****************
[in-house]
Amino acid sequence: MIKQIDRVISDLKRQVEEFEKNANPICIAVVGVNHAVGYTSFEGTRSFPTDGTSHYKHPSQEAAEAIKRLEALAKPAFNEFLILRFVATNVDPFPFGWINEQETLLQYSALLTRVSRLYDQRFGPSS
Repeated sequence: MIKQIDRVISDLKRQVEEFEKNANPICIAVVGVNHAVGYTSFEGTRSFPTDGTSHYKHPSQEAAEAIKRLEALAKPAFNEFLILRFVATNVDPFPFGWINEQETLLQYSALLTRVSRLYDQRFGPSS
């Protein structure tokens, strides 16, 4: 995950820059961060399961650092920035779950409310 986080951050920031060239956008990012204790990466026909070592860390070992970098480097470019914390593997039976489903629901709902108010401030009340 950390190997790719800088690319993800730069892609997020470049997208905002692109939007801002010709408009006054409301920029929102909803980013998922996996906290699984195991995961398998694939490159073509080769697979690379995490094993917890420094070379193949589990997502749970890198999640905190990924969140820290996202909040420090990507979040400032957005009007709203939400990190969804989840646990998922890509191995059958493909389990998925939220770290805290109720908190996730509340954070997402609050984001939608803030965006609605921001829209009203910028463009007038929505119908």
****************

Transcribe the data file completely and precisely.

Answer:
[in-house]
Amino acid sequence: MIKQIDRVISDLKRQVEEFEKNANPICIAVVGVNHAVGYTSFEGTRSFPTDGTSHYKHPSQEAAEAIKRLEALAKPAFNEFLILRFVATNVDPFPFGWINEQETLLQYSALLTRVSRLYDQRFGPSS
Repeated sequence: MIKQIDRVISDLKRQVEEFEKNANPICIAVVGVNHAVGYTSFEGTRSFPTDGTSHYKHPSQEAAEAIKRLEALAKPAFNEFLILRFVATNVDPFPFGWINEQETLLQYSALLTRVSRLYDQRFGPSS
């Protein structure tokens, strides 16, 4: 995950820059961060399961650092920035779950409310 986080951050920031060239956008990012204790990466026909070592860390070992970098480097470019914390593997039976489903629901709902108010401030009340 950390190997790719800088690319993800730069892609997020470049997208905002692109939007801002010709408009006054409301920029929102909803980013998922996996906290699984195991995961398998694939490159073509080769697979690379995490094993917890420094070379193949589990997502749970890198999640905190990924969140820290996202909040420090990507979040400032957005009007709203939400990190969804989840646990998922890509191995059958493909389990998925939220770290805290109720908190996730509340954070997402609050984001939608803030965006609605921001829209009203910028463009007038929505119908």